A couple of months ago, VMware released a new white paper called “Architecting Microsoft SQL Server on VMware vSphere”. Published in August 2018, it spells out the best practices for running SQL Server on vSphere. Twenty years ago VMware launched and forever changed the compute world.
SQL Server and VMware go together like peanut butter and jelly. Read on to look into the details…
First – you should read the white paper then come back…I’ll wait…
I will point out some key points that are practical to implement. The whole paper is worth a read; however, I will explore only a few parts. We won’t talk about extra VMware features such as vMotion. The document contains many citations you can research to go more in depth should you choose.
Right-Sizing Your VM
Understanding your SQL Server workloads will help determine the level of each resource required. Our Service Level Agreements (SLA) will dictate which hardware we run on. OLTP vs OLAP databases can differ in approach. All of this is useful when planning to virtualize SQL Server on VMware.
David Klee has some well written posts that explain the concept of right-sizing your VM. By this we do not mean capacity planning – that is a different subject. Due to the nature of the hypervisor and virtualization uses there are key differences with regard to resource allocation compared with a physical server.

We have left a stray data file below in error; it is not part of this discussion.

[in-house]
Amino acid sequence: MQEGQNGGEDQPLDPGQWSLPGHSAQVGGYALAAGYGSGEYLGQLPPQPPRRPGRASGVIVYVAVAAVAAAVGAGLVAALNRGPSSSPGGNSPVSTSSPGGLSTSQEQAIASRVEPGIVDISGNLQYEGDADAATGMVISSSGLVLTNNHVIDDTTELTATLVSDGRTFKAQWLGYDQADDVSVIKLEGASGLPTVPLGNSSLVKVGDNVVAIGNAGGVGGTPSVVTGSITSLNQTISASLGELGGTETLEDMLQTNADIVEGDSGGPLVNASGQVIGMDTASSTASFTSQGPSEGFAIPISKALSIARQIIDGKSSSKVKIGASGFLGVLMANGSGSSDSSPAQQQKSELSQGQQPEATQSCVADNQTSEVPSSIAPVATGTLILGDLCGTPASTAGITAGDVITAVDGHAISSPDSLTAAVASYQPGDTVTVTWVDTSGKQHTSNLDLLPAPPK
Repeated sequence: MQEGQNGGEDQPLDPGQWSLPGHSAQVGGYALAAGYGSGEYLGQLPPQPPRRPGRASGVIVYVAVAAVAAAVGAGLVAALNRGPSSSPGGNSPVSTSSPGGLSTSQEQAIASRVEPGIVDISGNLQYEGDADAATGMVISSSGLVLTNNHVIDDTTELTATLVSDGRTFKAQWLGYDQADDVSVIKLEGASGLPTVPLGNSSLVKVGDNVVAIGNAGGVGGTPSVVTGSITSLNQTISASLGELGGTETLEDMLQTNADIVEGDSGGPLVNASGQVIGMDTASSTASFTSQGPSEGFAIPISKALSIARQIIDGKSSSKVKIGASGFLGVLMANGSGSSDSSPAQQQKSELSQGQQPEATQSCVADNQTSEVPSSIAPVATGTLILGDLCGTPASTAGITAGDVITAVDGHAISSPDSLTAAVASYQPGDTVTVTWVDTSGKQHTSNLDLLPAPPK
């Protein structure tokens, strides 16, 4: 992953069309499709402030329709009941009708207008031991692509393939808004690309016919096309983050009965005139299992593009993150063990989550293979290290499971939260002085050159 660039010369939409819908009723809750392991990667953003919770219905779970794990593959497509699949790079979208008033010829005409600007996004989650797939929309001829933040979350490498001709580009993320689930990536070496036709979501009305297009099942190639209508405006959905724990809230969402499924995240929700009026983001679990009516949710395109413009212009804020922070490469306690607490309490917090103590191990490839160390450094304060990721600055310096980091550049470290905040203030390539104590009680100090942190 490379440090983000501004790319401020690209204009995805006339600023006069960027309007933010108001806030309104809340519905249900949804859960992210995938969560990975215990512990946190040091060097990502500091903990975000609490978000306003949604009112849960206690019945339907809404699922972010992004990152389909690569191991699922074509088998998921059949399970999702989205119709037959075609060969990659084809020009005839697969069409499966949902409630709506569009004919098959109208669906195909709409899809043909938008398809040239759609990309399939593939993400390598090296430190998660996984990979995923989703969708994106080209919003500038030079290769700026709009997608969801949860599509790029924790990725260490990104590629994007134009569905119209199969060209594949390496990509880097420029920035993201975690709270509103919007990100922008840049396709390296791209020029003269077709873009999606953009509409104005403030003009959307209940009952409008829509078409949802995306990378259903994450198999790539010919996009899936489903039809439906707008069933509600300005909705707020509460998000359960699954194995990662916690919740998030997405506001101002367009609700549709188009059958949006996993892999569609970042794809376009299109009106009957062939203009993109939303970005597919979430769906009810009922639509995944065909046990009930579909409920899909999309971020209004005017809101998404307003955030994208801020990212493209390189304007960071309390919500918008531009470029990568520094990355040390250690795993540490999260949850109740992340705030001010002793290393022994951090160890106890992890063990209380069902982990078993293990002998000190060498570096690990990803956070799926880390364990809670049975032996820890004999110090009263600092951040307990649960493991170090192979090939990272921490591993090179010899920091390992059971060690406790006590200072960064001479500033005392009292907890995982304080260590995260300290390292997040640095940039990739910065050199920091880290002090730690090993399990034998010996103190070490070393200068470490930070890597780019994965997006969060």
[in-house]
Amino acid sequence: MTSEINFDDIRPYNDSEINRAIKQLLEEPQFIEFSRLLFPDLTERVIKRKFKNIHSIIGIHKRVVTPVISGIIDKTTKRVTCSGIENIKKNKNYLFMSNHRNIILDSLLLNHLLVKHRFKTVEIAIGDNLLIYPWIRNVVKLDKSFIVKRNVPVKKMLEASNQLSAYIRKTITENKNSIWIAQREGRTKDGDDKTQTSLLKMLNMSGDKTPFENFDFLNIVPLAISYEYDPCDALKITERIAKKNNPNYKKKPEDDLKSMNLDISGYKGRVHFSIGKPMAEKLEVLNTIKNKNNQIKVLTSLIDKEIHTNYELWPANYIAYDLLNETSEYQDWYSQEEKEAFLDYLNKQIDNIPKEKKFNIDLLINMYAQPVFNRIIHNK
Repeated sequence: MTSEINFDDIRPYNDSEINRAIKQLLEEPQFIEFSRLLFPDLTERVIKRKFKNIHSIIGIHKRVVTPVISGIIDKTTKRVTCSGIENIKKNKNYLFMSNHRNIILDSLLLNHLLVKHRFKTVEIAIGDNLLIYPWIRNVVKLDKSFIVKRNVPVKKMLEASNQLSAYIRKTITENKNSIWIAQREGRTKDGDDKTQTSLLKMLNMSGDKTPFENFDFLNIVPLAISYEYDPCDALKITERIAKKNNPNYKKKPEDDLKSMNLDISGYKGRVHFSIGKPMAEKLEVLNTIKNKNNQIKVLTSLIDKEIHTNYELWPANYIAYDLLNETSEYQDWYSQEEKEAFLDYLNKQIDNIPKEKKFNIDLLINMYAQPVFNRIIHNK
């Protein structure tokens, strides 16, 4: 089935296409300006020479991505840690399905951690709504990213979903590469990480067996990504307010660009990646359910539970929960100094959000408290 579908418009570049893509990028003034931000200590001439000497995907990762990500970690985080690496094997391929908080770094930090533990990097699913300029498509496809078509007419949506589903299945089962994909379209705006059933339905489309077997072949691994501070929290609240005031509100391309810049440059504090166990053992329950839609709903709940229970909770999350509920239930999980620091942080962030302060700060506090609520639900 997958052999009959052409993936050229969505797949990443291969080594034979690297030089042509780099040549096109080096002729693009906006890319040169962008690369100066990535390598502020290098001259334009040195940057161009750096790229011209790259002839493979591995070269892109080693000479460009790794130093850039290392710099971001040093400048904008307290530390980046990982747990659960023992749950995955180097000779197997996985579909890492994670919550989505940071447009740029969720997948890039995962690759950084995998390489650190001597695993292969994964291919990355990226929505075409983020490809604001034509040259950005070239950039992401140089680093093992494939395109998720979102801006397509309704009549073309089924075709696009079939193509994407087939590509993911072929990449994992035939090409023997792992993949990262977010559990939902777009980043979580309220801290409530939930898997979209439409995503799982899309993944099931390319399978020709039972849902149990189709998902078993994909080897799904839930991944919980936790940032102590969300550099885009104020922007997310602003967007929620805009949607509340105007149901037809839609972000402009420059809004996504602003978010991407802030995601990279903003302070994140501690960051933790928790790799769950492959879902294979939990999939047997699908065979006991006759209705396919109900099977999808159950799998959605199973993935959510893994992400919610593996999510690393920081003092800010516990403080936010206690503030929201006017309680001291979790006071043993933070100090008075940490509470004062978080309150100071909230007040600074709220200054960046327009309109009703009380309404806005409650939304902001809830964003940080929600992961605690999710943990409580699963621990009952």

Right-sizing is picking the appropriate level of resources for each guest VM. We want it to handle sustained peaks of utilization without impacting other guests on the host. This is incumbent upon base-lining and measuring performance over a period of time.
Why is Over-Allocating a VM Bad?
Why is is so important to allocate just the right amount of resources for your guest VM running SQL Server? We all know the problem with an undersized system; however, what about an oversized system? What problem could that be? Here are a few common issues to consider:
- Over-allocating CPU causes poor resource utilization across all the guest VMs
- Over-allocating memory unnecessarily increases memory contention and overhead on other guest VMs
- Having more vCPUs assigned to the VM can have an impact on licensing.
ESXi Host Configuration
I wrote about best practices in my SQL Server Environmental Diagnostics Guide – VMware. In it are a lot of reminders about which configurations should be changed from default and which left alone. Let’s break down the following topics:
- Power Settings
- CPU Configurations
- Memory Options
- Storage Considerations
- Virtual Networking
The settings you have for power supply can greatly affect system performance. Quoting from the white paper:
As a best practice, update the BIOS/UEFI firmware on the physical server that is running critical systems to the latest version and make sure all the I/O devices have the latest supported firmware version
Pay attention the the virtual sockets and virtual cores you specify for the guest VM.
Be careful not to exceed the number of physical cores on the ESXi host to any guest!
Some other tips and reminders:
- Enable hyper-threading
- Create less sockets than cores for each VM – not the other way around!